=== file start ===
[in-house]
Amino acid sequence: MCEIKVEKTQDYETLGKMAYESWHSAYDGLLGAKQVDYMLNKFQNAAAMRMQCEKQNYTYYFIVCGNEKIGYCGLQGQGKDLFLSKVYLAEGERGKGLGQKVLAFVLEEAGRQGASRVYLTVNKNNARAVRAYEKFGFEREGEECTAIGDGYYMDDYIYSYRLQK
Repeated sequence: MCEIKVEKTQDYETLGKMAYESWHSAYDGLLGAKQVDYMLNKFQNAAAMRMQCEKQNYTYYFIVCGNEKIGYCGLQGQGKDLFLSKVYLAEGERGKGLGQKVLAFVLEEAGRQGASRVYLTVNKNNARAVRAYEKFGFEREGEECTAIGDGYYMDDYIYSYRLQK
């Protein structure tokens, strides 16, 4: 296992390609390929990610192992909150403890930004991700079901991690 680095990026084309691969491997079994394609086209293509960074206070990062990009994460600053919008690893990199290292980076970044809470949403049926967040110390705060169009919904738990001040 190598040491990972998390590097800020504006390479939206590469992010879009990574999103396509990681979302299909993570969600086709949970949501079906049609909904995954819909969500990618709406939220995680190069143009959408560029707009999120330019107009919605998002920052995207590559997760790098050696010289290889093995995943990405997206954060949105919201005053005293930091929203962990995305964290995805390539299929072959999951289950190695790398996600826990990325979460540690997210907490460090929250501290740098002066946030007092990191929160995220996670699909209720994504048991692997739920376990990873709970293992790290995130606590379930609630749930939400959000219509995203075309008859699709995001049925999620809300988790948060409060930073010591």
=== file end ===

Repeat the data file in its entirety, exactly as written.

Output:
[in-house]
Amino acid sequence: MCEIKVEKTQDYETLGKMAYESWHSAYDGLLGAKQVDYMLNKFQNAAAMRMQCEKQNYTYYFIVCGNEKIGYCGLQGQGKDLFLSKVYLAEGERGKGLGQKVLAFVLEEAGRQGASRVYLTVNKNNARAVRAYEKFGFEREGEECTAIGDGYYMDDYIYSYRLQK
Repeated sequence: MCEIKVEKTQDYETLGKMAYESWHSAYDGLLGAKQVDYMLNKFQNAAAMRMQCEKQNYTYYFIVCGNEKIGYCGLQGQGKDLFLSKVYLAEGERGKGLGQKVLAFVLEEAGRQGASRVYLTVNKNNARAVRAYEKFGFEREGEECTAIGDGYYMDDYIYSYRLQK
């Protein structure tokens, strides 16, 4: 296992390609390929990610192992909150403890930004991700079901991690 680095990026084309691969491997079994394609086209293509960074206070990062990009994460600053919008690893990199290292980076970044809470949403049926967040110390705060169009919904738990001040 190598040491990972998390590097800020504006390479939206590469992010879009990574999103396509990681979302299909993570969600086709949970949501079906049609909904995954819909969500990618709406939220995680190069143009959408560029707009999120330019107009919605998002920052995207590559997760790098050696010289290889093995995943990405997206954060949105919201005053005293930091929203962990995305964290995805390539299929072959999951289950190695790398996600826990990325979460540690997210907490460090929250501290740098002066946030007092990191929160995220996670699909209720994504048991692997739920376990990873709970293992790290995130606590379930609630749930939400959000219509995203075309008859699709995001049925999620809300988790948060409060930073010591």